Caroline's quest to capture beauty of dance
For Caroline Holden a dream came true when she achieved her ambition to photograph professional ballet dancers in performance.
It was a long way from her earlier days as a print journalist. But her dream was quite some time in the making.
Caroline, whose home is in Longridge, near Preston, took a degree in Theatre Studies and Dramatic Arts at Warwick University before arriving in Preston to study for a postgraduate Diploma in Newspaper Journalism at the then Preston Polytechnic.
She had got a taste for journalism after working on her student newspaper, but admits: “It was always about the pictures for me. Back then the unions would only let us do one or the other.”
As it was “the other” occupied her for many years, first teaching media and journalism at Preston College and then writing for Lancashire, Yorkshire and Cheshire Life magazines.
She began to take more and more portrait photographs and set up her own business, becoming a sought after wedding photographer. She was awarded a Licentiate distinction and gained an Associateship of the Royal Photographic Society.
It was only when her daughter Heather started dance classes that the mother of two discovered her vocation to photograph ballet dancers, both in class and in rehearsal.
Some 15 years on she has worked with the Birmingham Royal Ballet, Northern Ballet, the Northern Ballet School , The Hammond school, Chester and the Phoenix Dance Academy.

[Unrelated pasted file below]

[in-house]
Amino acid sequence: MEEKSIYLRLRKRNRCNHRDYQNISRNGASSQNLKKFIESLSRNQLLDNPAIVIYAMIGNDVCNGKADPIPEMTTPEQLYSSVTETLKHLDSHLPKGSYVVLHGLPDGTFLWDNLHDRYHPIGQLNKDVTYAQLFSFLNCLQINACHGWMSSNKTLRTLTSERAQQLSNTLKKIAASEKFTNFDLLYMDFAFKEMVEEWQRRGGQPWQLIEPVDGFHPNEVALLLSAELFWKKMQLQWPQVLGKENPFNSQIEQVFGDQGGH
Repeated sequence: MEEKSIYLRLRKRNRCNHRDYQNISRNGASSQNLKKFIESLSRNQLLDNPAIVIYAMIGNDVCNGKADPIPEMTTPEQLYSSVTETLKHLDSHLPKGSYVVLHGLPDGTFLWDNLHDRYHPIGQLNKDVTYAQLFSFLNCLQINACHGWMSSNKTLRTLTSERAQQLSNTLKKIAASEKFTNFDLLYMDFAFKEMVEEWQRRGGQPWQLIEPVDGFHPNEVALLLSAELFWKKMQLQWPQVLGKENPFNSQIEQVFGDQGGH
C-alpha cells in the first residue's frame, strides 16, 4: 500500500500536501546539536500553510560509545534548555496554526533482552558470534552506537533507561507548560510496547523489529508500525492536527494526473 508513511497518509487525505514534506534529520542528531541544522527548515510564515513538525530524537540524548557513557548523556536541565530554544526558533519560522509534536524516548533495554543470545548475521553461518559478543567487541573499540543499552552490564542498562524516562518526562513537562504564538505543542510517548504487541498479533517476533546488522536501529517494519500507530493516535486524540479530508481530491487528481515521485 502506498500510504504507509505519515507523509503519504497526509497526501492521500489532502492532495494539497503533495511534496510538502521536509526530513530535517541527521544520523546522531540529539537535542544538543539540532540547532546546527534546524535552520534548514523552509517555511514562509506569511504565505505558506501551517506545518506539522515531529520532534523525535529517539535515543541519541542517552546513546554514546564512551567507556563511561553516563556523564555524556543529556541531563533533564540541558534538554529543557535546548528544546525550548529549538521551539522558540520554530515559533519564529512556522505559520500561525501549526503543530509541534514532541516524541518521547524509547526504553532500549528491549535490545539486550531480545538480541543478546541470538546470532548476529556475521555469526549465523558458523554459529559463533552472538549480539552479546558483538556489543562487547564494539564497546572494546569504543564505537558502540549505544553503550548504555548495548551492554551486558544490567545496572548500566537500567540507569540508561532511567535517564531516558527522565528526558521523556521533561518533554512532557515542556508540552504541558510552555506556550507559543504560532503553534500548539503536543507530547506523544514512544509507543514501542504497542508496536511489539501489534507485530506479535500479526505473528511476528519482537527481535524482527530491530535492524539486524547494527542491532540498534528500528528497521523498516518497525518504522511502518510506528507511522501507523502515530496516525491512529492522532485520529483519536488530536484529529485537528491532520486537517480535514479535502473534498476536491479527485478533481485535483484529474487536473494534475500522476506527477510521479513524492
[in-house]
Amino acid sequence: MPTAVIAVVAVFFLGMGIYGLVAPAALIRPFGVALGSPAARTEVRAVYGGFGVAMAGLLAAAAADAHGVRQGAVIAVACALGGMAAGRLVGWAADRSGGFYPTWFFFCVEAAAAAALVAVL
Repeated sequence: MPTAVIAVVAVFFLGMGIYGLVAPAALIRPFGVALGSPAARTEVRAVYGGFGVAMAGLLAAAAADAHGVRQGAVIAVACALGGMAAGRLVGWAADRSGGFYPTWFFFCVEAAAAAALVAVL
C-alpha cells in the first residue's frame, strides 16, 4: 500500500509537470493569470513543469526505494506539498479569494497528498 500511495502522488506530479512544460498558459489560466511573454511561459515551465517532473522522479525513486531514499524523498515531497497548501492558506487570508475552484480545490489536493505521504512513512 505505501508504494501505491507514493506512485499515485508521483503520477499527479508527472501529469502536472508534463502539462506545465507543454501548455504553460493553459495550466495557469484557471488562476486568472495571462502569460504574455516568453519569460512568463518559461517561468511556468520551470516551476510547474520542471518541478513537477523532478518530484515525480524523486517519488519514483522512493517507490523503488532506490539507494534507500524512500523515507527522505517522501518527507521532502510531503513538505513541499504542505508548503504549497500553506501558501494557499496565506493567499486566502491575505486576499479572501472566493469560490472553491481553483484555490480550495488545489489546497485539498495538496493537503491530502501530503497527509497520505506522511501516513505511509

She said: “I photograph studio rehearsals and dress rehearsals just before the production opens to be used for press and publicity. Having my work endorsed by a company is still the most incredible feeling in the world for me ... and seeing my picture in a programme or on social media is so special.”
She even took dance classes to learn more about ballet and the perfect movements to capture. But she stressed: “Capturing movement is hard, but it’s not all about the perfect arabesque or highest grand jete, it is recording emotion and that’s when it becomes an honour to be behind the lens.”
She admits it can be a demanding task and not without its costs. She said: “I “dance” with my camera and have destroyed many a good tripod head in the process."
Highlights of Caroline’s career have included photographing rehearsals at the Royal Albert Hall, including English National Ballet’s production of Derek Deane’s Swan Lake. She has photographed dancers ranging from Carlos Acosta to Alina Cojocaru and Tamara Rojo and her work regularly appears in Dancing Times and Dance Europe magazines.
She recalled: “The first professional ballet I photographed was English National Ballet’s production of Rudolf Nureyev’s Romeo and Juliet at The Palace Theatre in Manchester. I was so excited and very shy at the same time! I went to the upper balcony to avoid the other photographers to discover this was where the artistic director and ballet staff worked from!”
Caroline, who also specialises in events photography, got permission to photograph pointe shoes being made at the Freed factory in Hackney, London.
She said: “It was so special to be there and see the shoes being made from scratch. I’ve so much respect for the makers. Afterwards I went to their flagship store in Covent Garden where the founder cobbler Freddie Freed and his wife made shoes in their basement in 1929 and revolutionised the dance shoe industry by tailoring shoes to a dancer’s individual needs.”
The performances she captures on camera may be transitory but the joy of dance is enduring for Caroline, who said: “Theatre is like a magic box for me. It most certainly is my happy place... I can just look for beauty - in a world where it is sometimes hard to find.”
As for future ambitions she hopes to one day photograph scenes from Kenneth Macmillan’s Manon ballet
• Caroline’s new website, created by Heather, is at www.carolineholden.co.uk